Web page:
Supply Chain Orchestration: Key Tips
As with many supply chain topics over the last three years, orchestration has become an important issue area. It involves coordinating your entire supply chain, by connecting production, inventory, transportation, and logistics, as well as your supply chain or supply network partners.
It’s well-known that orchestration provides increased visibility, connectivity, and real-time responsiveness to disruptions. An article from earlier this week highlights that, “Supply chain orchestration graduates from theory to leading practice.”
In a past blog, we went into some detail about which KPIs are essential to track when aiming for supply chain orchestration. However, we know that KPIs and metrics are just part of the equation. In this blog, we’ll be going over some of our key tips for achieving supply chain orchestration.
- Start with the customer experience and work backward
- Focus on culture, people, and processes, in addition to technology
- The biggest obstacle can often be coordinating with organizations outside of your own
Start With Customer Experience and Work Backwards
“From supply chain shortages to shifts in customer channel preferences, organizations have struggled to catch up and keep pace with customers’ evolving needs and expectations.”
-Harvard Business Review, 2023
We believe that rather that it is essential to never lose sight of the experience you’re aiming to deliver to your customers. There is a need for alignment at the company level about this, and
from there, organizations should ensure that supply chain is tied to this goal and that cross-communication is happening within an organization.
Without this alignment, the supply chain team can get caught up in tracking the wrong KPIs, or tracking KPIs without sufficient context. For example, one team might feel pressure to reduce time as much as possible, but if this goal is pursued incorrectly, it can create more work for other teams, ultimately keeping the overall effort level the same, or even making it higher.
An example provided by one of our team members might be skipping over detailed reporting–for example, on inventory or orders–while tasks are being carried out. This saves time in the moment, but creates more work for another team that needs to “clean up” reporting, and can also introduce errors into the process.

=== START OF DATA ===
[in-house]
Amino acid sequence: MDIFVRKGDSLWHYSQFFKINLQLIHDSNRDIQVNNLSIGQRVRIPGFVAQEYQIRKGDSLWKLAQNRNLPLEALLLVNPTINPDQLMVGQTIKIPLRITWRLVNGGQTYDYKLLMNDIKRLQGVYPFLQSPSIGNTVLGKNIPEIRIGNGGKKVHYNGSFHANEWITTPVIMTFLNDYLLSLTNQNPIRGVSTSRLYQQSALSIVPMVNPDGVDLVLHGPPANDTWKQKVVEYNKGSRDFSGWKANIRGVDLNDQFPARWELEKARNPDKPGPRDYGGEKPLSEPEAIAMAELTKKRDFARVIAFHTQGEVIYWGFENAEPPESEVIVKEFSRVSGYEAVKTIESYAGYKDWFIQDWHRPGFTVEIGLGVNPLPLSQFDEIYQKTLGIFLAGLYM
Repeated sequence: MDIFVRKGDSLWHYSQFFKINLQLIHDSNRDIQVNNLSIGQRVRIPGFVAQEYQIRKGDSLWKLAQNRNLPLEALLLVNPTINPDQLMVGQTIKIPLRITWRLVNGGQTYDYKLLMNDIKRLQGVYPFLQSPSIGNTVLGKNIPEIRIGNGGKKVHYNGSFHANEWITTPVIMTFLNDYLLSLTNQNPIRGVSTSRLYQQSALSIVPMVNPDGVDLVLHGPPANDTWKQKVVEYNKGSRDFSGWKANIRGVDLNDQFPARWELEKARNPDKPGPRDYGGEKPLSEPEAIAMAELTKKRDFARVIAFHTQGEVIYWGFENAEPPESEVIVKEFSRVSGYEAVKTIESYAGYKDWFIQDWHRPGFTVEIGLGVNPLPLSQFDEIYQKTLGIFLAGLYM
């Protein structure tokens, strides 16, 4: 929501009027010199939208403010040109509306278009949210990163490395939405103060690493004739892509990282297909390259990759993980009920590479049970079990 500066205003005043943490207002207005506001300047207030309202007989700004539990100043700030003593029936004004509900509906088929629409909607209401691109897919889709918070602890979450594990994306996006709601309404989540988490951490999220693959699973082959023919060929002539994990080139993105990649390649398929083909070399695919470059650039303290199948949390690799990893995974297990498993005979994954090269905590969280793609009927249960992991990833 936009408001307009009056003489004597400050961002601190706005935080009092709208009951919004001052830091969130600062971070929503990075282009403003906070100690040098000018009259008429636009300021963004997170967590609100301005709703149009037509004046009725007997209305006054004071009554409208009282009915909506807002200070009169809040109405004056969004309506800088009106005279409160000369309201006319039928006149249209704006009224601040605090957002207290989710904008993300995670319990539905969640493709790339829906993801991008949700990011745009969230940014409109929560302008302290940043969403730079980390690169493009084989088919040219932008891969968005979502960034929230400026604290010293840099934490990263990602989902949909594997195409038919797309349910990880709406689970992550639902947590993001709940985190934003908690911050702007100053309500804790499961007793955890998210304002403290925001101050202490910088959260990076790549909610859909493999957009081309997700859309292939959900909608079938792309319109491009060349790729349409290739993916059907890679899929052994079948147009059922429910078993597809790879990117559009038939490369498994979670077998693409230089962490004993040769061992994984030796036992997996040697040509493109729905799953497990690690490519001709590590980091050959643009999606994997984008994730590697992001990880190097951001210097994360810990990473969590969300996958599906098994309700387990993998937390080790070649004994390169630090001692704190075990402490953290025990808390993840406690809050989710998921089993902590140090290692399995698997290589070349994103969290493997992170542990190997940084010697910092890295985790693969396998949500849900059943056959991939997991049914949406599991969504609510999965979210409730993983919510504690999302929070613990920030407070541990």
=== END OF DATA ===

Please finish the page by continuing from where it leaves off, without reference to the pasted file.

On the other hand, focusing on your customer experience can not only be a useful guide, but can bring new efficiencies. For example, if you are implementing a whole new platform, don’t try to copy your manual standard operating procedure. Take that as an opportunity to revisit each operating procedure in terms of the result and the data you want to collect in order to achieve or track your results, and that should drive the process.
Build A Team Culture That Celebrates the Right Wins
“Supply chains must ensure that they are investing in their people to get ahead of employee engagement problems and stay resilient in the face of continued change.”
-Supply Chain Management Review, 2023
Culture can be another way of ensuring that your organization is making strides toward supply chain orchestration.
In the words of our VP of Sales, Kaitlin Mercier, “What do you celebrate at the end of the day? What are the wins that your team talks about?” If an entire team is empowered to be customer-centric, solutions and new ideas will naturally be geared toward this area.
Your team’s culture can play a key role in how smoothly things such as digital transformation occur. If a team is strongly married to the idea of doing things the way they have always been done, the process and technology changes needed to achieve supply chain orchestration will likely take place slowly and less successfully.
In our experience, companies seeking to orchestrate their supply chains succeed when there is a leadership team in place that is comfortable with changes, continuous improvement, and challenging themselves and others to make improvements.
Combine New Processes With Technology
“We’re seeing organizations struggle with technology investments because they haven’t changed the way they work alongside that tech. Instead, they’re prioritizing increasing efficiency and cutting costs alone.”
-Supply Chain Quarterly, March 2023
In our opinion, technology is about supporting and empowering teams to make better decisions. It should put data in the hands of decision-makers. However, technology is only beneficial if it is used, and data is only beneficial if it is correct and accessible.